31 August 2023

Anaphylaxis risk may rise with age

Pharmaceuticals

Adults over 65 years have five times the odds of severe anaphylaxis, according to an analysis of presentations at a major Sydney hospital. 

Examination of emergency department records from St Vincent’s Hospital over a 10-year period showed people with a history of food allergy had twice the odds of going to emergency with anaphylaxis.  

A quarter of all patients were taking regular medications when they presented to emergency with anaphylaxis, and if they were taking regular anti-inflammatories they had an increased rate of severe anaphylaxis. 

“Medications were a more frequent trigger in this cohort, as compared to venom in previous studies,” they wrote in Internal Medicine Journal  

“Independent of medications being a trigger for anaphylaxis, anti-inflammatories were found to be a predominant co-factor in severe anaphylaxis, in line with previous studies demonstrating anti-inflammatory involvement in up to 58% of food-related anaphylaxis episodes.”  

The researchers also found that increased age and asthma were risk factors for the 23% of severe presentations, while a history of food allergy was a risk factor for recurrent hospital presentations. 

The study accessed records of 689 patients admitted with anaphylaxis to Sydney’s St Vincent’s Hospital over a decade. Of those patients, 51 presented to the hospital at least twice.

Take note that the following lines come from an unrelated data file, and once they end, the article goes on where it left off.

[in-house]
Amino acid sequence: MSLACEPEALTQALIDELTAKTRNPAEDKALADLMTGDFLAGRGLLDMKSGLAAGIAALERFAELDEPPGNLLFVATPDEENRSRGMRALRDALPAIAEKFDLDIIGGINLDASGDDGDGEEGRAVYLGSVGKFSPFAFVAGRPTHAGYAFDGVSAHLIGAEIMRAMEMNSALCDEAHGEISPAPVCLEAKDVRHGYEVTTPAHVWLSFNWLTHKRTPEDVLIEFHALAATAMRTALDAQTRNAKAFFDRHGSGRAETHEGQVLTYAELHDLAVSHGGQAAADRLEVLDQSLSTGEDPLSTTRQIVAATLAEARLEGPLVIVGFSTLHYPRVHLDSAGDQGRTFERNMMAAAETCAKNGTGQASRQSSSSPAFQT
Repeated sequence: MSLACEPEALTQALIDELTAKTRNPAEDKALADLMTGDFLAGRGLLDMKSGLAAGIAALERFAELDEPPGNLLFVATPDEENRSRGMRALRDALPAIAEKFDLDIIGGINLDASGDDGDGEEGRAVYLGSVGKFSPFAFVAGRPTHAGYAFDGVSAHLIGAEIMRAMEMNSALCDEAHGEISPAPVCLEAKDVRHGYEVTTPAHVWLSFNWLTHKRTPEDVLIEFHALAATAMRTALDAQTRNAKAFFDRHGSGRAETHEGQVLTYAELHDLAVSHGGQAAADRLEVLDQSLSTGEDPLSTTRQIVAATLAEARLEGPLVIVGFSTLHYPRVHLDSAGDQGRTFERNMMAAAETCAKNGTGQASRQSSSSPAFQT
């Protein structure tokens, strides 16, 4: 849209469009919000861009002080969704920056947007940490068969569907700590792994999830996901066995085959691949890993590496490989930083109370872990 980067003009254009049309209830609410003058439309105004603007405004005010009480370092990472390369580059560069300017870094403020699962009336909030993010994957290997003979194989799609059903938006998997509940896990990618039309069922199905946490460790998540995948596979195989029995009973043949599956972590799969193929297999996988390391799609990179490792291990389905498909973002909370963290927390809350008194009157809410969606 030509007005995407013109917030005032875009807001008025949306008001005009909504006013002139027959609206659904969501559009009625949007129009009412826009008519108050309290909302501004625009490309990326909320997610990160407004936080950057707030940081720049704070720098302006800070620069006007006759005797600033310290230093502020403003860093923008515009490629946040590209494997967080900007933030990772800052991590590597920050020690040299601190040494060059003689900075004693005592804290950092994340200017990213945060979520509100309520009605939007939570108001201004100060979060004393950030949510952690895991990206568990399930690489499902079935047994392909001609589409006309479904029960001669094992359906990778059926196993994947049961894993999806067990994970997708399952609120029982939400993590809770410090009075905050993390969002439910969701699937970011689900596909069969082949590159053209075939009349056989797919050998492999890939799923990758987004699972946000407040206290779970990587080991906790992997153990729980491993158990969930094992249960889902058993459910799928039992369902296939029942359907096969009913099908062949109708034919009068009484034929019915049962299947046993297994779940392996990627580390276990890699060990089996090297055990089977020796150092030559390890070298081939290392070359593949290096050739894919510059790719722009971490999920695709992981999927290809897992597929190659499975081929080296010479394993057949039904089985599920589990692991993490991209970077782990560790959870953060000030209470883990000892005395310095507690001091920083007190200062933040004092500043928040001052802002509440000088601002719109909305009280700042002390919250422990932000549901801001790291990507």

Almost 60% had a pre-existing diagnosis of anaphylaxis and of those, 64% had been prescribed an adrenaline autoinjector. 

Food was the most common trigger, accounting for 73% of all episodes, and seafood and peanuts were the most common food triggers.  

Drugs and medications caused 22% of all anaphylaxis episodes, and NSAIDS had the biggest share of reactions at 18%. No association was found between severity of presentation and regular antihypertensive, beta-blocker or proton pump inhibitor use. 

The researchers also found that only 19% of patients met the recommended cascade of care, including post-adrenaline monitoring and recommending follow-up with an allergy specialist.  

Allergy specialist Professor Jo Douglass, head of the department of medicine at the University of Melbourne, said the increased risk of severe anaphylaxis in those taking NSAIDS suggested those medications should be avoided if possible in people at risk of anaphylaxis.  

Professor Douglass, who was not involved in the research, said it showed that individuals with asthma had a greater risk of severe anaphylaxis, highlighting the importance of ensuring that asthma was well-controlled. 

“In my work in coroner’s cases it seems to be the asthma that is frequently the problem complicating resuscitation in profoundly severe anaphylaxis that occurs out of hospital,” she said. 

The predictors of anaphylaxis severity were an important and under-recognised finding in the study, Professor Douglass said.  

“Anyone who has anaphylaxis, certainly severe anaphylaxis, should see a specialist allergist so they can have the trigger identified and an appropriate avoidance and management plan implemented.” 

The researchers said fatalities due to anaphylaxis in Australia had risen by 6.2% per year between 1997 and 2013, from 0.054/105 in 1997 to 0.099/105 in 2013, with 60% of medication-related and 80% of venom-related deaths in people aged 50 or older.